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Year in Review: Economics and Housing
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To find the most important stories of 2009, one simply has to follow the money.

The nationwide recession continued to affect the daily lives of many in Newton County, as job and home losses mounted, property values and tax revenues decreased and industries and long-time shops closed their doors.

When the first ray of sunlight shone on Newton County in 2009, the unemployment rate was already above 10 percent, following a difficult December. The rising rate leveled off at 11.8 percent in March and even dropped to 11.2 percent by April.

However, the rate’s climb soon restarted, nearing 13 percent in July. Since then, the rate has declined again and is hovering around 12.4 percent as of October.

Newton County was hit harder than the national and state averages and even its neighboring counties, because of a dependence on the construction industry. Newton was among the nation’s fastest growing counties in the decade, but most people who moved to the county were either working in Atlanta or retirees.

Much of Newton’s job growth was tied to the residential building boom. The continuation of the housing market’s collapse in 2009 sunk hopes of a local recovery.

As of Dec. 10, more than 1,013 homes had been foreclosed, many of them owned and many vacant. In addition, 589 vacant lots had also been foreclosed, according to the Newton County Tax Assessor’s Office.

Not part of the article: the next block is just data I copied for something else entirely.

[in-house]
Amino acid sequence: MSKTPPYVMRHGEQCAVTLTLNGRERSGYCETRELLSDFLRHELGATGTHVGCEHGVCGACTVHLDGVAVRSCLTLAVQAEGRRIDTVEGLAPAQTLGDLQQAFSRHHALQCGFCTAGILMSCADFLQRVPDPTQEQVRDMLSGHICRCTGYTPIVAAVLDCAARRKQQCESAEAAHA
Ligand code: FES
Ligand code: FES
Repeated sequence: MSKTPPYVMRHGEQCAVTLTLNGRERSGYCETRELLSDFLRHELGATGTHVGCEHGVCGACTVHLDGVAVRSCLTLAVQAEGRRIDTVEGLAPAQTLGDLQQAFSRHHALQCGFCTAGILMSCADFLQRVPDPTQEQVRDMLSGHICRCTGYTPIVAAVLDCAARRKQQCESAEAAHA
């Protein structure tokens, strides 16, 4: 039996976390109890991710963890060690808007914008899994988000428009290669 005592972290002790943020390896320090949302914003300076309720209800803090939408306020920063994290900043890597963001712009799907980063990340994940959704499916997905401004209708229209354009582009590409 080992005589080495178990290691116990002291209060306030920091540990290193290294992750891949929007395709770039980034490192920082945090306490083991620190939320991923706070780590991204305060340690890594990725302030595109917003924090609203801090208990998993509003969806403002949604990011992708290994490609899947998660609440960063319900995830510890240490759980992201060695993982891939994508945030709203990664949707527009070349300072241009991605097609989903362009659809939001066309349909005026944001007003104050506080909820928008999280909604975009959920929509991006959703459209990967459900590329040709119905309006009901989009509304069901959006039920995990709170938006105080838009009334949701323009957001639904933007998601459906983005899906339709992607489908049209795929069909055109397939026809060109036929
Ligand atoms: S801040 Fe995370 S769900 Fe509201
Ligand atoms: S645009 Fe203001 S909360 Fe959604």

Recently, home sales have started to pick up, even as the foreclosure wave continues. Locally and nationwide, real estate experts are beginning to see signs of market stabilization, but foreclosures are expected to plague much of the nation for a few years to come.

As far as new construction, it simply isn’t occurring. Newton County handed out three residential permits in November.

Local job losses hurt long-time county businesses. Goody’s Family Clothing, Wolf Camera and the Covington Athletic Club all closed in 2009, as well as several restaurants and other smaller stores.

State and nation-wide slumping economies hurt some of Newton’s larger industries as well. Komatsu’s closed its Covington forklift manufacturing plant this month leaving around 160 employees out of a job, and in June C.R. Bard closed its Harland Drive facility and laid off nearly 100 employees.

On a positive note, SKC Inc. broke ground on a new facility at its Covington plant in September, and General Mills started construction on a new distribution plant in Social Circle in July. The plant is expected to be completed in mid-2010 and will employ around 112 people.

In the midst of a down economy, entrepreneurs found opportunities, and automotive repair and home health care businesses were two areas that saw new business start-ups. Home Occupation License applications also increased, particularly for unemployed entrepreneurs looking for jobs in internet-based business such as consulting, freelance services, internet research, arts and crafts and online auction selling. Home-based businesses are becoming more popular because of their low overhead costs.